Secondly, realize that some activities in costuming may increase the probability of attracting such negative attention–namely, sexualizing oneself. I suppose some feminist might go on a tirade about me victim-shaming here (to which I say read the paragraph above last–again), but that’s just the nature of the beast right now. To paraphrase (if not quote) one of my favorite costuming redheads: “want to stop being objectified? Put your tits away!”, and to quote another: “Own it.” I think that every single costumer reading this is of legal age, and if she (at least so far anyway…I’ve never seen men complain about objectification) has the cognitive wherewithal to craft such fantastic costumes that she gets enough attention that she receives enough of such messages, she’s intelligent enough to understand that she’s sending certain signals out into an environment on which many people act in completely inappropriate manners, from the occasional random person making an inappropriate comment, to a congressman taking a lewd photo of himself and sending it to a female half his age. (Really, shouldn’t you *not* have done that when your last name is a synonym of penis? You can’t make this shit up.)

Also, one other thing here–ladies, the grievances that arise are understood by every thinking person. And since you’re not running for President, you don’t “need a majority.” But in the words of the late, great George Carlin: “Think about how stupid the average person is. And then realize that half of them are dumber than that!” (Statistically speaking, that statement is a misnomer–it should be the *median* person =P).

A somewhat related topic is the issue of “fake” geek girls. And let me start off with a disclaimer that every single cosplayer/costumer I listed in the opening paragraph outgeeks me by a mile (or many). Most of my geek likes are from my developmental years (the 90s! When cartoons were jawesome!), and I’ve definitely not been keeping up with my geek material to anywhere near the extent that most people on this site have. So I for one will try not to doubt anybody’s geek cred (I reserve the right to fail since I’m not perfect).

That said, allow me to give a hypothesis as to why we have this issue: simply because I think this is the way for some people to get back at perceived (or perhaps real) slights they suffered growing up. I remember the time when being a geek *wasn’t* cool. Yes, once upon a time (not too long ago), proclaiming yourself a geek was like calling yourself a clown. And once upon a time, those who were geeks, before it was cool, were bullied–either directly by the stereotypical bullies, AKA people that’d pull your chair out from under you when you went to sit down, call you names, the typical fare, or perhaps more intelligently, by the alpha female (“They left!” “Who?” “The people who care!”), but still, they were made fun of.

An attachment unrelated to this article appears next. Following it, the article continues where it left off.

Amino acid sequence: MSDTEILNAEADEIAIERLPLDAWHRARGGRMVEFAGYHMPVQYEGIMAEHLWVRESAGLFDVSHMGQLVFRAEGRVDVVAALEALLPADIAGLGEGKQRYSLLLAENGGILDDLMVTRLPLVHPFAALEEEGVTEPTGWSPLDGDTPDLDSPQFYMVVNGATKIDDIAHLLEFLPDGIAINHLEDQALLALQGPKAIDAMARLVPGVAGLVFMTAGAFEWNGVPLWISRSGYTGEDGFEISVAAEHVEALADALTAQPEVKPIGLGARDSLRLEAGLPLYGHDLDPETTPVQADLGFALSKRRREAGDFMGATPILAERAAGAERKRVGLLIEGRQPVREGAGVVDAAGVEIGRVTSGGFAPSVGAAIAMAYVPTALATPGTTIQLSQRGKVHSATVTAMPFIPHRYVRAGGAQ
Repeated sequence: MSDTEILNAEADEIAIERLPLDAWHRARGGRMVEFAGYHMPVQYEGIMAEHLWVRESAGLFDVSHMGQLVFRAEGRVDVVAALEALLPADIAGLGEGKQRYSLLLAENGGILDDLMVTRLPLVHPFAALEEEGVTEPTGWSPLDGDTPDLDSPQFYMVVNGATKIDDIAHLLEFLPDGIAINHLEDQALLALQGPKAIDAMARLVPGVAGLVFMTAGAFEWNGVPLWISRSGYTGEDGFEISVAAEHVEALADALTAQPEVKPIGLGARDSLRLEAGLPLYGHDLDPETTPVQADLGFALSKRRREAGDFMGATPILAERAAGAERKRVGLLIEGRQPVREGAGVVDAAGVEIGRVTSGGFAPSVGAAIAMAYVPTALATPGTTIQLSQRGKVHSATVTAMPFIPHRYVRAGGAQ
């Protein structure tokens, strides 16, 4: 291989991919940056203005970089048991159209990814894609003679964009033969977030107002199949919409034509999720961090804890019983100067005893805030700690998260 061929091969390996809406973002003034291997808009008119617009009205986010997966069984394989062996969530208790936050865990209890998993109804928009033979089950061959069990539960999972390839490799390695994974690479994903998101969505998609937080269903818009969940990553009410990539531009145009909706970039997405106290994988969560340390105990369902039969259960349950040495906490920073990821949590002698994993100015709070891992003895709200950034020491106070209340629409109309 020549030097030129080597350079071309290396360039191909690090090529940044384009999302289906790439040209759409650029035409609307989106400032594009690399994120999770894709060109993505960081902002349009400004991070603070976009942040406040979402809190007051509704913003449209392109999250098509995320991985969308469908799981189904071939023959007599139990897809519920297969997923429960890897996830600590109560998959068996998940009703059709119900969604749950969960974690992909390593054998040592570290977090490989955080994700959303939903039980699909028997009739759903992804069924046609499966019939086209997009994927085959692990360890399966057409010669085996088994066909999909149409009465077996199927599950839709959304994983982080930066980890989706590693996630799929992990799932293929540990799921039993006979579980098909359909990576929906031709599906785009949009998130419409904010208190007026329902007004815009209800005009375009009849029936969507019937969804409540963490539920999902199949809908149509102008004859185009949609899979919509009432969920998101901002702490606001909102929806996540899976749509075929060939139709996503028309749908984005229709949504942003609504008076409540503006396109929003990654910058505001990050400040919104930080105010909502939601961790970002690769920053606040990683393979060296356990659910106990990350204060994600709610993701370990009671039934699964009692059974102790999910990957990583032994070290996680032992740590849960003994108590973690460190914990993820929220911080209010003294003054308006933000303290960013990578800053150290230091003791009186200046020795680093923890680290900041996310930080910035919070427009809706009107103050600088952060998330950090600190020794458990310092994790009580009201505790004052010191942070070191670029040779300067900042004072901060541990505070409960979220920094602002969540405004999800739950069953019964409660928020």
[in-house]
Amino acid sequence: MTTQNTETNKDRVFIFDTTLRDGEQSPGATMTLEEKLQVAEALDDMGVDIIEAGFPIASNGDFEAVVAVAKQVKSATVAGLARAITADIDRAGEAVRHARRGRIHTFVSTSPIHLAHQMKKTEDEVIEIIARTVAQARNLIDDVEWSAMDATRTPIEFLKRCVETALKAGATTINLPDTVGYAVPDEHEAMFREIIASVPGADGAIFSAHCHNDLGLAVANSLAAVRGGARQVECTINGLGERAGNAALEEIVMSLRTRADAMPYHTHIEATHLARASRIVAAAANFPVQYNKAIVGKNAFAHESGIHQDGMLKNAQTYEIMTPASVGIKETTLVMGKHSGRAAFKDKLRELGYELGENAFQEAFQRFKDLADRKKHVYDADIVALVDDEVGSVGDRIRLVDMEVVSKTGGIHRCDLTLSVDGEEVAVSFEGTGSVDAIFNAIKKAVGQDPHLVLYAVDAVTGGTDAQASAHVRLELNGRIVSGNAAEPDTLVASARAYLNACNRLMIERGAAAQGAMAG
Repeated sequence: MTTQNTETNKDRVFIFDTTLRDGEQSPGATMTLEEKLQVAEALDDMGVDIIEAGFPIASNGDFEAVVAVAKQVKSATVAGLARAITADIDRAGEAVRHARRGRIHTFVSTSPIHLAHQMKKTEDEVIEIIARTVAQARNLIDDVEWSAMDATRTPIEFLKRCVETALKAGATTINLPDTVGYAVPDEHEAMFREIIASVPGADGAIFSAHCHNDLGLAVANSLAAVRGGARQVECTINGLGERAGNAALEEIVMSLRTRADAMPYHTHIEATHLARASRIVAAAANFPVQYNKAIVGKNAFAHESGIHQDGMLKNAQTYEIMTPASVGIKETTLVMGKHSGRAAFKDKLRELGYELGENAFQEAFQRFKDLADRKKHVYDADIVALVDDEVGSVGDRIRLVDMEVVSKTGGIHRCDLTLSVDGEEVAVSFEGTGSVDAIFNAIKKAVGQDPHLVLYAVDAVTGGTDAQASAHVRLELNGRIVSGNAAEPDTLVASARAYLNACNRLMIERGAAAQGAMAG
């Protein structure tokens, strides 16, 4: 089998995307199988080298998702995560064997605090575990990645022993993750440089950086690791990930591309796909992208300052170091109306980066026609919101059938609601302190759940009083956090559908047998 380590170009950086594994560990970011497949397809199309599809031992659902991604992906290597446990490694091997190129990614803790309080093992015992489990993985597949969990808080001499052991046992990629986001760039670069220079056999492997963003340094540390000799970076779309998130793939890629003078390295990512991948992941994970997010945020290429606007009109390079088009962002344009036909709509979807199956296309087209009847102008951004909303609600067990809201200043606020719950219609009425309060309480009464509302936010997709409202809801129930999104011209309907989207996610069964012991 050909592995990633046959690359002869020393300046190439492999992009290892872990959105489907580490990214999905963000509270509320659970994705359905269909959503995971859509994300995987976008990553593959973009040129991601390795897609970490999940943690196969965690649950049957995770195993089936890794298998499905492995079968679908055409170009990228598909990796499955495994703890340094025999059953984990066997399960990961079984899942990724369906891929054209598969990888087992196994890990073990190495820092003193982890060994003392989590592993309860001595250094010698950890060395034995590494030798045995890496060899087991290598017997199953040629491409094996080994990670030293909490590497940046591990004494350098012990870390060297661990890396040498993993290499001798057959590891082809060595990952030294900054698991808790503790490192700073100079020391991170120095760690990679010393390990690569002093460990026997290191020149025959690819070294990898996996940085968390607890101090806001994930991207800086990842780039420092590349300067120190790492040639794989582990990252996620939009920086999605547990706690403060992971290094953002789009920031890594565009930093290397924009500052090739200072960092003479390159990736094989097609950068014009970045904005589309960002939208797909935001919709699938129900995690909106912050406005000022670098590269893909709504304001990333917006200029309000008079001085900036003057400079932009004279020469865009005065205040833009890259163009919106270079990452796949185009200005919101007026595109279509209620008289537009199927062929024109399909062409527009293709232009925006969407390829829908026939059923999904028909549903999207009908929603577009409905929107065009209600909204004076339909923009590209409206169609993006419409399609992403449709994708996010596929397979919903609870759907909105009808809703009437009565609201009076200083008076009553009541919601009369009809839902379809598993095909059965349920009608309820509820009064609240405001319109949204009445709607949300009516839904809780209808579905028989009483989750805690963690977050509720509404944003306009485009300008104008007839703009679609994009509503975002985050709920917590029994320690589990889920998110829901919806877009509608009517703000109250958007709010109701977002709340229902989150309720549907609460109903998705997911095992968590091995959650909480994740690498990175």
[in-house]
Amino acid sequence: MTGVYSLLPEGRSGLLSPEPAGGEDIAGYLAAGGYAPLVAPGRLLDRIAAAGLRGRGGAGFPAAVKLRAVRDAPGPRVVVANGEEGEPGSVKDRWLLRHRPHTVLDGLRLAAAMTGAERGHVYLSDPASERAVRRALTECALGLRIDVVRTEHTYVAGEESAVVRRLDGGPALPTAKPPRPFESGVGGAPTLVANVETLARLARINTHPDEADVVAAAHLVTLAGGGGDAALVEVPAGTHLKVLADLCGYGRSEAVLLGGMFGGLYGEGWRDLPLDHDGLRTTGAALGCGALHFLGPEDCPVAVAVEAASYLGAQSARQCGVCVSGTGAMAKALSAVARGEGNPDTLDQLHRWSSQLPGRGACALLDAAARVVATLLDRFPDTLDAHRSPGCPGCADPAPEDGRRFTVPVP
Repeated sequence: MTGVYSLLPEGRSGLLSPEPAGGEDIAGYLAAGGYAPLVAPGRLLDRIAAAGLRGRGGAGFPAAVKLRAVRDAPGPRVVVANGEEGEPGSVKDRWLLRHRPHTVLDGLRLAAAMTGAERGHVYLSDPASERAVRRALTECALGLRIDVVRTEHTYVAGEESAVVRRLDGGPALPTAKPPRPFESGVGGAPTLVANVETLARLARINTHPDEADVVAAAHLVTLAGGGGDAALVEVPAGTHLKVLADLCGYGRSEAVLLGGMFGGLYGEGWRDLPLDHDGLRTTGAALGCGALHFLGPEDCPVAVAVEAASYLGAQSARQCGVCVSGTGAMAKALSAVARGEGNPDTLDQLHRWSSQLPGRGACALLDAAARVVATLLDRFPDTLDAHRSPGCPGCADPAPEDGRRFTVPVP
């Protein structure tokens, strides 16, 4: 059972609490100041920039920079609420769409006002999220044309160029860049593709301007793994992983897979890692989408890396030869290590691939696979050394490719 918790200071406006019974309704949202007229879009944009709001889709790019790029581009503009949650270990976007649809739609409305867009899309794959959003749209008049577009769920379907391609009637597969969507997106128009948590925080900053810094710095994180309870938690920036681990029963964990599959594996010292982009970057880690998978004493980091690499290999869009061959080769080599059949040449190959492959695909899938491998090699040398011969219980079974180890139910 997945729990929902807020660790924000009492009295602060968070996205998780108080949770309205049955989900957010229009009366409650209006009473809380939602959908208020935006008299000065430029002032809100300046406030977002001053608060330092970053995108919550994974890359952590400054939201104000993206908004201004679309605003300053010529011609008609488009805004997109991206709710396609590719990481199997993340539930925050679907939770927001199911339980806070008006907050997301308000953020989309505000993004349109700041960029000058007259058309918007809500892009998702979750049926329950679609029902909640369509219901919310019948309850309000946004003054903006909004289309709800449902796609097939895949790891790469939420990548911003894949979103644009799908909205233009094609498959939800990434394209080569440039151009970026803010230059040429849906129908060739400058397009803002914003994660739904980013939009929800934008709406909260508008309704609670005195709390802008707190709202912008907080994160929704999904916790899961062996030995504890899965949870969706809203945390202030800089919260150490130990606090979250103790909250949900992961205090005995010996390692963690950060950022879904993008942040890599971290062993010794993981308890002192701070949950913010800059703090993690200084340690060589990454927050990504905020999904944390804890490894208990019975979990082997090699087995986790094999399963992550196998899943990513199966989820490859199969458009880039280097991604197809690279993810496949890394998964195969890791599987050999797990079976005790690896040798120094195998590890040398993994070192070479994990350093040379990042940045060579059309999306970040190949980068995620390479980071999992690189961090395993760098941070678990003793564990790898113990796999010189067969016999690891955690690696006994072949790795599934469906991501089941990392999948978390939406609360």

So now, they finally have something they can call “their own”. Finally, what they’ve liked for years has become popular. Finally, they’re not outcasts! Well, now that the seemingly more normal people have started liking it, these people, who seemingly “sacrificed” so much for “their” hobby, no longer have something to call “their own” (note the use of quotations). Now, instead of being those kids who could enjoy their time together being the DnD players, the trekkies, etc…, they’re just these socially inept individuals with yet another hobby, no different than hiking, or nature photography (if you don’t like these things already, try to on some hikes throughout Israel).

Except they still have all that negative baggage, and now, with nothing to show for it. So, a select few of these individuals are going on some futile crusade to try and make “their” hobby “theirs” again, even though they’ve probably contributed less to it at this point than a beautiful, socially adept costumer, who is probably responsible for thousands (tens of thousands?) of dollars of expenditures on costuming materials, plane tickets, con tickets, and more swag than I’ll ever own in my lifetime. In my opinion, the only prerequisite to being a geek is to like at least *some* sort of comic/anime/geek movie/video game/manga/derivatives thereof. I mean heck, if you like the USA show Suits (like I do), if you want to really understand all of the movie quotes in the witty bantering, you’re going to be more of a movie geek than quite a few people by the time you’re through. Heck, there’s an entire tumblr dedicated to all of the pop-culture references in Suits, and last I checked, it was 11 pages long. And if anyone says “but what about booth babes?”, my reply is this: do you remember the market crash of 2007-2008? While the stock market has recovered, the middle class hasn’t. So the phrase “take any job” still applies. Don’t judge.